3 real-life examples where conventional wisdom derails business and list of “Great Manager” dos – (6 min read)

“Everybody is a Genius. But If You Judge a Fish by Its Ability to Climb a Tree, It Will Live Its Whole Life Believing that It is Stupid” – Albert Einstein

How many of these sayings sound familiar?

  • You should work hard to overcome your weaknesses – Wrong!
  • Do not come to me with a problem without a proposed solution – Wrong!
  • Managers do things right. Leaders do the right things! – Wrong!
  • Experience makes the difference.  Brainpower makes the difference. Willpower makes the difference. Wrong, Wrong, Wrong!

Conventional wisdom is a manifestation of a number of  unconscious biases grouped in a number of categories such as similarity, expedience, experience, safety, and distance bias by The Neuroleadership Institute.  Some studies show that we have about 150 unconscious biases.

Conventional is not the wisdom that the best managers, leaders and companies follow.

Here is what the best managers and leaders know:

  • People don’t change that much.
  • Don’t waste time trying to put in what was left out.
  • Try to draw out what was left in. That is hard enough.
  • Focus more on solving the problem that is causing the problem that is right in front of you.

Example #1 – Personal Experience

When I ran sales organizations, I had only two rules.  Do your job honestly and responsibly. 

If you want to make lots of calls to hit your number or focus on some big deals or specific products or some other strategy that works for you to meet or exceed your number in an honest and responsible manner, you were free to do so.

For example, I had three successful sales reps;

  • One was tremendous at relationships but not so good on the technical details
  • One knew the product inside and out, dazzled the customer with his knowledge but was poor at lead generation
  • One focused on very specific actions the customer took to find the best prospects.

My approach was to focus on their strengths and managed around their weaknesses.

I did not force the relationship guy to be more like the knowledgeable guy with the assumption that if he could get better at one thing, he would be an even better sales rep. They each were good at certain things that made them successful. Changing that could have had negative repercussions.

Here is an illustrative story from First, Break All the Rules: What the World’s Greatest Do Differently.

Example #2 – A Rung Too Far (a.k.a. The Peter Principle)

Marc was the top foreign correspondent for a leading news organization. He loved what he did and was rewarded with being assigned to one prestigious post after another. He was admired by his colleagues and lauded by his superiors.

Six months after being promoted to the most prestigious post in the organization- the ultimate reward – Marc was fired.

Everyone knew that Washington was the most sought after post for a correspondent.  It had prestige, exposure and money.  It was what everyone aspired to reach.  Marc was on the fast track to that position as he excelled at every job he had in the organization.

When Marc was thrust into a turbulent situation, which he was often, he was able to decipher what it meant in the immediate and long term and explain it in a way that the average listener could understand.  Marc would be in the midst of protesters in places like Zaire or Jerusalem – marching with them, shouting his report over the noise of the crowd. He was in his element. He had flow.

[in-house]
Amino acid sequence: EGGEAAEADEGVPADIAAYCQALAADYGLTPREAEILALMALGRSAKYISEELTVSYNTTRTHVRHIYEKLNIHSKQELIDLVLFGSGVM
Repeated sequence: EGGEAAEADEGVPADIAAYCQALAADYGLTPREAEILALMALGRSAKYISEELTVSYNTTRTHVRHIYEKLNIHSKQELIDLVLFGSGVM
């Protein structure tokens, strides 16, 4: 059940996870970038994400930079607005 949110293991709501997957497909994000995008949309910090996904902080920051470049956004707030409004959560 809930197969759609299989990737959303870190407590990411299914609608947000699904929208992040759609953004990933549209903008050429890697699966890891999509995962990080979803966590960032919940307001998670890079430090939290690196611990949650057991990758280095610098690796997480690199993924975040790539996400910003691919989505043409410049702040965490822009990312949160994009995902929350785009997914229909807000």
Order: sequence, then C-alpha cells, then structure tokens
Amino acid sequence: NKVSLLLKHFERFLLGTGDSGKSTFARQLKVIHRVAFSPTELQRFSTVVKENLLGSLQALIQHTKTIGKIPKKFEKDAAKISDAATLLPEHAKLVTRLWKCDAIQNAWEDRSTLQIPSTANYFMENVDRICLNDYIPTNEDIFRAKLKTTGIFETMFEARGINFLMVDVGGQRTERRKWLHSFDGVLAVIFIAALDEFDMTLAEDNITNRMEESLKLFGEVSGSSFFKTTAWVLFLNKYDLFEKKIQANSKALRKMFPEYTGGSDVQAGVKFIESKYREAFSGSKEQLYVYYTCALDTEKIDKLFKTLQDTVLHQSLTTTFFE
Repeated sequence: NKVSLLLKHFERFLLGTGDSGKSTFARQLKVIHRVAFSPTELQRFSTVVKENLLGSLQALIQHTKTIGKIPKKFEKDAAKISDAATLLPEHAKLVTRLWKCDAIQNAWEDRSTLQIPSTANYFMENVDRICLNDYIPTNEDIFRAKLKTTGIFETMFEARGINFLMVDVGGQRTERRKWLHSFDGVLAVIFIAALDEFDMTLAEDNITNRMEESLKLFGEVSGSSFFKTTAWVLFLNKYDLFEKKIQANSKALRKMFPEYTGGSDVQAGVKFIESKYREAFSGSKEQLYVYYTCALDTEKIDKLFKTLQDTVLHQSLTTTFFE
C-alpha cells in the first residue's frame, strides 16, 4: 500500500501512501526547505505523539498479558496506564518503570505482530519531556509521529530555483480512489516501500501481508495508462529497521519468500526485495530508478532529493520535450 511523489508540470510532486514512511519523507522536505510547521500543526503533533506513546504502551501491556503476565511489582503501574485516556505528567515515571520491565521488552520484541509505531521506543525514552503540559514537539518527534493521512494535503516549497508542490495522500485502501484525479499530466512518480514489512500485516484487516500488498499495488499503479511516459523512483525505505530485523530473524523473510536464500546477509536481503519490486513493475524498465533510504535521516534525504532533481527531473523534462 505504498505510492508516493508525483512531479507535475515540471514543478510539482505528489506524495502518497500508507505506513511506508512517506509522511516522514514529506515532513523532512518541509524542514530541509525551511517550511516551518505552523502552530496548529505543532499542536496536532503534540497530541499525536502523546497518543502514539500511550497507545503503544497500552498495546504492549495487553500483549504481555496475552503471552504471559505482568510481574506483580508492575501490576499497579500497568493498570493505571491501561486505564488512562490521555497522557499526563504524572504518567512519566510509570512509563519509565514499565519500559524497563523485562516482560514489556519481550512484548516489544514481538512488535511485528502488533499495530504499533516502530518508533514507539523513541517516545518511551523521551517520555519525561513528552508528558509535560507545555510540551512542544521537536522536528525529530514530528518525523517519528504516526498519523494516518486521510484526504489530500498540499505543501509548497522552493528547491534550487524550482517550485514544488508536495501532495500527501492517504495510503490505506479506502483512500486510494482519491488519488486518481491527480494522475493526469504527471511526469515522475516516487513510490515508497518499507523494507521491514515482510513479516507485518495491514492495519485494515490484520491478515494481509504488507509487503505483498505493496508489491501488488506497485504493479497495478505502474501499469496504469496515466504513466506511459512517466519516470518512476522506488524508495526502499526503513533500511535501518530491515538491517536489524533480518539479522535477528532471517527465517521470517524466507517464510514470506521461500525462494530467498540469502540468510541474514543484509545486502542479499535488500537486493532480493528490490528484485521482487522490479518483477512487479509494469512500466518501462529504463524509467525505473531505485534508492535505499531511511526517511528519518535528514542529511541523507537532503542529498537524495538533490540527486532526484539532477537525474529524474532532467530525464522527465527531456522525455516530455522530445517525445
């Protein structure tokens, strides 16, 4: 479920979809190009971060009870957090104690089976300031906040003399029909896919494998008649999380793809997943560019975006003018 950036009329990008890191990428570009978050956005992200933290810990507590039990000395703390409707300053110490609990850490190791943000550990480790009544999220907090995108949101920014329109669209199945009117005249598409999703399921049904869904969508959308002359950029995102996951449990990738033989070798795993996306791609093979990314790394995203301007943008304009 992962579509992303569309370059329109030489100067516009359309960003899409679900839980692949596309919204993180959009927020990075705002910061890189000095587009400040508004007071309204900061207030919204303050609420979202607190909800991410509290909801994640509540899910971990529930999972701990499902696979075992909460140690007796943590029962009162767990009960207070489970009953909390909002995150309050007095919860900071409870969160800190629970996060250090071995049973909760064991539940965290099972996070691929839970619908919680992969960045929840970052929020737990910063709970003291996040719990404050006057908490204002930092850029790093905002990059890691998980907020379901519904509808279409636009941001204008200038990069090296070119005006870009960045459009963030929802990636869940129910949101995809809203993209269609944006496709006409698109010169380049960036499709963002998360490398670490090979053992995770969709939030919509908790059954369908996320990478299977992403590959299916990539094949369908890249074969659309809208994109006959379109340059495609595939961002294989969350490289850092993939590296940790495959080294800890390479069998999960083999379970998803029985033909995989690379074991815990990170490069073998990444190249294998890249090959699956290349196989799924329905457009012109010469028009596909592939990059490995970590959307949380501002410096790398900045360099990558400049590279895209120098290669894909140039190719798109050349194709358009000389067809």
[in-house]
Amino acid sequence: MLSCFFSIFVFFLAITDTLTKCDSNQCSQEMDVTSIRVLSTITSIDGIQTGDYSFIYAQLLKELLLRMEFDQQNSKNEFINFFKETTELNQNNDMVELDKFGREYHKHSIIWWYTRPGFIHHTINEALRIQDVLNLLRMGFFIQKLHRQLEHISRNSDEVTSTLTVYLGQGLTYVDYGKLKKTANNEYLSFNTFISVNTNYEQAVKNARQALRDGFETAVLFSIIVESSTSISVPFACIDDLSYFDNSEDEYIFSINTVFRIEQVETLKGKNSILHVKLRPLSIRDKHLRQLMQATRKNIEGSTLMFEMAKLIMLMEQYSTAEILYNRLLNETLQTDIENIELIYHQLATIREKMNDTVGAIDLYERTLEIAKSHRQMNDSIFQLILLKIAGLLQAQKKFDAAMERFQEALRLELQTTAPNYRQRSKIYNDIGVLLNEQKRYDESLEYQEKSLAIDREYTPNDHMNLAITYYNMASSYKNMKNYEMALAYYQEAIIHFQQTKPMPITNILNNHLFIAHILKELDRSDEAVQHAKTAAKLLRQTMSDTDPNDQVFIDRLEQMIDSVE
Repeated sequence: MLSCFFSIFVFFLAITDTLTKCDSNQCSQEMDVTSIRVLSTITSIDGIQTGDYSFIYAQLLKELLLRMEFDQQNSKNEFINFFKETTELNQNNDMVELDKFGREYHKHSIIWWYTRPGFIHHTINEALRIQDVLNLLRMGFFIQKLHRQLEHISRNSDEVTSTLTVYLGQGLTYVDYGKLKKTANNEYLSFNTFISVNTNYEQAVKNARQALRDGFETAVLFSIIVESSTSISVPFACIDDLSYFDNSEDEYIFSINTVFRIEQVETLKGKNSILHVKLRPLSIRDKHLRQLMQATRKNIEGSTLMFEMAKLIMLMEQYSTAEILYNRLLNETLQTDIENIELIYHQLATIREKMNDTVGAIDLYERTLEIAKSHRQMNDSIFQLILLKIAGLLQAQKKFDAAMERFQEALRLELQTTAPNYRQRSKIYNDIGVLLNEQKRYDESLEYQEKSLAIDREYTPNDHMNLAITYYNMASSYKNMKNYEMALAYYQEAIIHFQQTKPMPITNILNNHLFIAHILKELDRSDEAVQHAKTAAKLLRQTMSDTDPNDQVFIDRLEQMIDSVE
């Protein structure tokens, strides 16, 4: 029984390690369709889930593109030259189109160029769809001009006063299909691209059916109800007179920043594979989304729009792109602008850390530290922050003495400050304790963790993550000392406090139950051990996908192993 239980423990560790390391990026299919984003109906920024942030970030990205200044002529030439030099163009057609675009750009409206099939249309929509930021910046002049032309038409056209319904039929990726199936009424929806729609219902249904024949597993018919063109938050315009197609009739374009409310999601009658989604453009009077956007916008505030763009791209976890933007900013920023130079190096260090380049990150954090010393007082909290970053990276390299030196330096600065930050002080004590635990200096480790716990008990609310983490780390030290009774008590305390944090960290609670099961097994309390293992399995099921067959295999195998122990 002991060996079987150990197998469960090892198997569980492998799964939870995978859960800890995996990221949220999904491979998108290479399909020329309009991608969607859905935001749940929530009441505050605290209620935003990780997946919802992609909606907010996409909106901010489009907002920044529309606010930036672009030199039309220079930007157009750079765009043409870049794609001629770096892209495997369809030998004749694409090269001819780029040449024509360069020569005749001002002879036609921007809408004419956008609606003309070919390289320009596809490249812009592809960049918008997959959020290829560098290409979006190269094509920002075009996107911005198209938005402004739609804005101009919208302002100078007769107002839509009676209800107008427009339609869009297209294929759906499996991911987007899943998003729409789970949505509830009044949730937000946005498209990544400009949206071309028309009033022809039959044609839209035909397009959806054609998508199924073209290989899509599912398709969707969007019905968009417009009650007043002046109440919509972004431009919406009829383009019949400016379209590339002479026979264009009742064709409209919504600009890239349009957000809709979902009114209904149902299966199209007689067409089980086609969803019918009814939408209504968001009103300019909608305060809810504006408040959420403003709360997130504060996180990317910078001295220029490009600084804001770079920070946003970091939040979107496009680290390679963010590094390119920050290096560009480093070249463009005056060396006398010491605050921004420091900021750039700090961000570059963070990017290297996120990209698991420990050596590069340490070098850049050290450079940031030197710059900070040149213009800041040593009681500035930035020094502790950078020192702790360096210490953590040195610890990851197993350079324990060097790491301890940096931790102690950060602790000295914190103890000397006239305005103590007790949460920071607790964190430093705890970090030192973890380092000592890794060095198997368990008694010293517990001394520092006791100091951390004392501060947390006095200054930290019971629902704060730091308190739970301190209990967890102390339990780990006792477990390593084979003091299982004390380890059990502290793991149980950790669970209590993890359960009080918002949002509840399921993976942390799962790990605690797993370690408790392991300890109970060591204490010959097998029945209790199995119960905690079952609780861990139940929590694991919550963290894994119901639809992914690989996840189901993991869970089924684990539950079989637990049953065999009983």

People noticed. Marc was on the fast track.

Jerusalem was the optimal place for him as he could be at almost any hot spot quickly due to the country size and the turmoil that erupted on a regular basis. He excelled here which was the ultimate reason for his downfall.  Jerusalem was the stepping stone to Washington.

He was finally promoted to the Washington desk but it was a different environment than he was used to. While there were scandals from time to time, it was nothing like he experienced elsewhere in the world.

What Marc was great at was being the cool voice of reason in an otherwise tumultuous situation.  What the Washington post demanded was the ability to make something that was interesting but relatively benign into a far more dramatic event.  Marc was no longer in his element. Most of what he dealt with was dry and repetitious – not fraught with danger and uncertainty where he shined.  This was not his talent. It was the opposite of his talent.

In six months he went from hero to goat and was removed from his post and the company.  An unnecessary loss for everyone.

Why did this happen?

Marc’s story is a cautionary tale that the manager and the managed should heed.  We are at our best when we are doing things that we are talented at, that which gives us strength and joy. Some call it our passion.

Unfortunately, in this instance, conventional wisdom says that in order to excel in business, you, more often than not, should be on a vertical trajectory.  You are told that the way to riches and fame is to be promoted upward on some pre-ordained path.  Usually you become a manager in charge of others.  Or, maybe you are to aspire to the corner office with the big chair and all the responsibility. This is great for some but not most.

It is, too often, the accepted wisdom; the way to make more money, the way to get more responsibility. It is basically built into most companies structure and culture.  It is success.

Marc’s manager could have understood that Jerusalem or similar post was the best place for Marc.  A place where he could make sense of the drama not create drama out of the senseless. He could and should have found a way for Marc to succeed and earn more money and recognition doing something that benefited him and the company.  He did not.